Of 88 patients enrolled, 21 patients (23.9%) demonstrated progression from PAF to PeAF. Their baseline clinical characteristics, cardiovascular risk factors, laboratory data and echocardiographic parameters were presented in table 1. Compared with patients without progression to PeAF, patients with progression were more likely to be male. Patients in the PeAF group had a lower peak A velocity than the PAF group (70.6±13.5 cm/s vs 80.7±18.2 cm/s; p=0.0224). There were no other significant differences in participant characteristics. ANCOVA was applied to compare the difference between the PeAF group and the PAF group, controlling for age, sex and body mass index (BMI). The A velocity in the PeAF group remained significantly lower than the PAF group (table 2). The relation remained significant after controlling for other variables of interest (age, sex, BMI, PQ time, E velocity, DcT, e′ velocity, left ventricular ejection fraction, left atrial diameter, hypertension, diabetes mellitus, antiarrhythmic drug, other medication and smoking). All participants were divided into three groups according to A-wave velocity: A1 (n=29, low velocity; 19.6–68.8 cm/s), A2 (n=29, middle velocity; 69.2–85.6 cm/s) and A3 (n=30, high velocity; 86.0–128.5 cm/s). The incident rate of the progression to PeAF in the three categories of A-wave velocity is shown in figure 2. The incident rate in the group A3 was obviously lower than other groups. There were few differences in the incident rate in group A1 and group A2. The ROC analysis for the A velocity showed an AUC of 0.679 (p=0.0032). The ROC curve revealed a cut-off A velocity value of approximately 75.3 cm/s demonstrated sensitivity and specificity of 66.7% and 67.2%, respectively.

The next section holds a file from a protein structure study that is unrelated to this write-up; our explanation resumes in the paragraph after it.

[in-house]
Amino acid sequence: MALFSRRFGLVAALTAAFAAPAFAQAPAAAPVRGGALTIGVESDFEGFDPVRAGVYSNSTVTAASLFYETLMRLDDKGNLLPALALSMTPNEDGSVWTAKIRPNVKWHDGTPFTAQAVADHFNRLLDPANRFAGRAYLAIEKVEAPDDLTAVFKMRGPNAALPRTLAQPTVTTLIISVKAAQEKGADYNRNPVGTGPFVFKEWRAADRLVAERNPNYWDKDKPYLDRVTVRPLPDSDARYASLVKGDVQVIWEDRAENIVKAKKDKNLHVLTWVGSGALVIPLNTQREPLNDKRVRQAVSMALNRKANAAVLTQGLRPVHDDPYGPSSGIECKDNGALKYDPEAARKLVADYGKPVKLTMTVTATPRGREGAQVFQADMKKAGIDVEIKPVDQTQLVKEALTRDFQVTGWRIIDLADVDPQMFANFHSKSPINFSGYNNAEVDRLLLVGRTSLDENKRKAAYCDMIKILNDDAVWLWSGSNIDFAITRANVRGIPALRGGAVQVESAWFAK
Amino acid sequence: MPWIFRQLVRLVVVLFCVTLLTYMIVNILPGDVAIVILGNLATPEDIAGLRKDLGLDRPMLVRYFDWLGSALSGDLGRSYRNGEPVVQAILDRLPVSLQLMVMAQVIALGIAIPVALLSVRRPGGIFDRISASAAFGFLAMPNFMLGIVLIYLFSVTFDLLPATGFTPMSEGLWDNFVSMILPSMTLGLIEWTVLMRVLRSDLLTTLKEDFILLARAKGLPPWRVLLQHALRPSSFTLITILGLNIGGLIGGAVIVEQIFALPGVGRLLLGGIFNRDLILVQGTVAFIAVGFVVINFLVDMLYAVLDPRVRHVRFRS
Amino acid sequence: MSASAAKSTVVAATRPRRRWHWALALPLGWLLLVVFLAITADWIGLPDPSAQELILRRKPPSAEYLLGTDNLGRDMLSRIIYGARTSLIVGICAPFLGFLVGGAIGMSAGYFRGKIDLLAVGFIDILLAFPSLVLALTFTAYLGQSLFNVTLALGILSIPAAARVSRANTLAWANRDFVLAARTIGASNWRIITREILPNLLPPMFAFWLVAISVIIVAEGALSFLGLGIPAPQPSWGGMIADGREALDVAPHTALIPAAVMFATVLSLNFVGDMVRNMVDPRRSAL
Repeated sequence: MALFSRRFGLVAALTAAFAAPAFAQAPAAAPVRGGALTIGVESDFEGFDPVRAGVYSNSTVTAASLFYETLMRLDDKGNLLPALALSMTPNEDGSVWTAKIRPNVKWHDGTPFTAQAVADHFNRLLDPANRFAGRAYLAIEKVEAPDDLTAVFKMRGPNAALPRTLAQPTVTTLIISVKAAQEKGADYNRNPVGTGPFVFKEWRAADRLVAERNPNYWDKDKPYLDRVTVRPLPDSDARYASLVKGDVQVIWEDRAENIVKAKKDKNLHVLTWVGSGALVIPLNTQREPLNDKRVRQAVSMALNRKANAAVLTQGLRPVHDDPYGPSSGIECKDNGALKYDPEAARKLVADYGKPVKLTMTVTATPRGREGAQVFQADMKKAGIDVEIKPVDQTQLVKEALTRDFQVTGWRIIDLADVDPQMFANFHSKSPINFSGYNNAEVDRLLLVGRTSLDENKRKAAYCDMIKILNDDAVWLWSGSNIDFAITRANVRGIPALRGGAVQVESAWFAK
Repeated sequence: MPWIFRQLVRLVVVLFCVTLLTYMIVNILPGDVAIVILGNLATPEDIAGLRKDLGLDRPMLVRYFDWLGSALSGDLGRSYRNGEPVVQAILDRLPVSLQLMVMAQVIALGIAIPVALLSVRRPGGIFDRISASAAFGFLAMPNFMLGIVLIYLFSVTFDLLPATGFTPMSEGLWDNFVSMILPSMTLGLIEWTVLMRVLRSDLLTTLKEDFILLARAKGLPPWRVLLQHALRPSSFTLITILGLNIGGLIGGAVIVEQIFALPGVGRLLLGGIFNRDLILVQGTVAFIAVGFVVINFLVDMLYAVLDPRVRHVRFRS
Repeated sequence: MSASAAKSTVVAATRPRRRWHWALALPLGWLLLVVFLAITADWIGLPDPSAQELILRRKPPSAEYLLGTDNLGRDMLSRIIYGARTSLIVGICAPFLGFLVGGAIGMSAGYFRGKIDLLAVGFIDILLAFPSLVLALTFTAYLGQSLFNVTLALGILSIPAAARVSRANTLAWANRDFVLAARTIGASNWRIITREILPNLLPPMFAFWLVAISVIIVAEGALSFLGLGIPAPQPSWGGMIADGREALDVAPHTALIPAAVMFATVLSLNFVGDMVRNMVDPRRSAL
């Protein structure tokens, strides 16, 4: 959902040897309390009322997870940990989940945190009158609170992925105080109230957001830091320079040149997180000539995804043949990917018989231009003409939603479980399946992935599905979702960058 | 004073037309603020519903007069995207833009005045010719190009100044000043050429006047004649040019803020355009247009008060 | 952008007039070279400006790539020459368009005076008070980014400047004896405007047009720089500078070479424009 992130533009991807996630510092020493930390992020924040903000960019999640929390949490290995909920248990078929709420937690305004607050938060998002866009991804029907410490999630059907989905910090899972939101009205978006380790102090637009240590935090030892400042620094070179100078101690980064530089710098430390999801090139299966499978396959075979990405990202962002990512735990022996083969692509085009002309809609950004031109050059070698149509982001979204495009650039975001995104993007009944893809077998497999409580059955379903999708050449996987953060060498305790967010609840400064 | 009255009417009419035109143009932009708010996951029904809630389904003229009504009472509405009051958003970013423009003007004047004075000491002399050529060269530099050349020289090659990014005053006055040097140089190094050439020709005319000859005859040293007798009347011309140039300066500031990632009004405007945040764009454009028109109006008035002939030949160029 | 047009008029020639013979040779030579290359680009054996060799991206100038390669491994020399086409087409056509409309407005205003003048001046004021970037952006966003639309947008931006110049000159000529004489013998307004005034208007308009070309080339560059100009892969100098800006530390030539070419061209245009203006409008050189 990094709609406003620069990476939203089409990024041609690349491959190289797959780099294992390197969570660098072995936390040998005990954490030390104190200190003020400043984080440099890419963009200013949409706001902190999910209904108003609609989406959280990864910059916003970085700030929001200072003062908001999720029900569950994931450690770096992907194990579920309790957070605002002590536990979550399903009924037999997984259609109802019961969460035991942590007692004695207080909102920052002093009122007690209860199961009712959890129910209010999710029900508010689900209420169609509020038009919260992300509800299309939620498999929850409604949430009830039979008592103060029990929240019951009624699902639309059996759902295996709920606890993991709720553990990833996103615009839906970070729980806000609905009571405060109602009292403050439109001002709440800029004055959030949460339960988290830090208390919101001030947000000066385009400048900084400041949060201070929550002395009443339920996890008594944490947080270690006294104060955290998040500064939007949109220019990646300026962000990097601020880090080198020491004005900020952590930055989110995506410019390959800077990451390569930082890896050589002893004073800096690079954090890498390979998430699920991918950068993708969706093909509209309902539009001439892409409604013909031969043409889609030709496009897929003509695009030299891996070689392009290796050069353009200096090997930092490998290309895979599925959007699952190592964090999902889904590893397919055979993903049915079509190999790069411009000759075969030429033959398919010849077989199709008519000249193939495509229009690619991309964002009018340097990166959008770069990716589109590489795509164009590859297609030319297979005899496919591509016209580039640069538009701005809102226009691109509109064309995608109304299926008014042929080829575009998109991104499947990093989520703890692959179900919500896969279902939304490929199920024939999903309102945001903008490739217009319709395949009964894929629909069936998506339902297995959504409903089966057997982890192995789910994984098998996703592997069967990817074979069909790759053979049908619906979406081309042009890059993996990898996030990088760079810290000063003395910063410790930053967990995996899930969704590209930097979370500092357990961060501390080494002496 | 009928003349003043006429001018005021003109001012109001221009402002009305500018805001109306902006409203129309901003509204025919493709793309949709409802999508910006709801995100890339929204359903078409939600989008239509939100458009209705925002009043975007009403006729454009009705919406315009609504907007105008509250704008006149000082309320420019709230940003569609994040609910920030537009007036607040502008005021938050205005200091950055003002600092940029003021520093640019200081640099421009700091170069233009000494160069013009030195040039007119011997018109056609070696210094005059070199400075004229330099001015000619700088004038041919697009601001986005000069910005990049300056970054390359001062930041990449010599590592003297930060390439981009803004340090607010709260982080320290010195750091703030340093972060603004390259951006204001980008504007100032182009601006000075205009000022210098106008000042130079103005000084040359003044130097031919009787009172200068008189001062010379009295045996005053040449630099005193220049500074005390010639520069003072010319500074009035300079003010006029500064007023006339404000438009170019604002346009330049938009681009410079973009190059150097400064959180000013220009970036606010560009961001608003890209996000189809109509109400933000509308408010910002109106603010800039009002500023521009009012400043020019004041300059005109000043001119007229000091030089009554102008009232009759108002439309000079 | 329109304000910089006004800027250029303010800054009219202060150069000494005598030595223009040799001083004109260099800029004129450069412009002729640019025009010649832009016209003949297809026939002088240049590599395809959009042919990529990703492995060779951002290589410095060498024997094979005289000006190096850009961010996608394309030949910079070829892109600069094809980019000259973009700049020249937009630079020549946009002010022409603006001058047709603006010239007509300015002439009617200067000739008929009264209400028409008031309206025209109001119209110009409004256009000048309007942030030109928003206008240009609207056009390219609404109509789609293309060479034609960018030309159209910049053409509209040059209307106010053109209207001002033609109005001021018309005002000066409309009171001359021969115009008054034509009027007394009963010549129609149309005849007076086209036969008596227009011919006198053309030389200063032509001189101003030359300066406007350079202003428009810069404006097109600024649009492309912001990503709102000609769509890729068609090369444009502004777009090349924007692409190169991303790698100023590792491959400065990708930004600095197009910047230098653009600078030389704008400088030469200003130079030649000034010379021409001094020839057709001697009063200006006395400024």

In the present study, we performed an evaluation of predictive factors in the progression from PAF to PeAF including echocardiographic parameters. The progression rate of 23.9% was similar to the rate noted in previous studies.5 11 The present study demonstrated that the peak A velocity was independently associated with progression from PAF to PeAF in the people without underlying heart disease. Results suggested that the patients with PAF with the low A wave velocity were likely to progress to PeAF. The peak A velocity, a parameter routinely determined by echocardiography, could be used to predict the risk of progression to PeAF. Since transthoracic echocardiography is simple and non-invasive test, it is the ideal test for initial assessment of AF.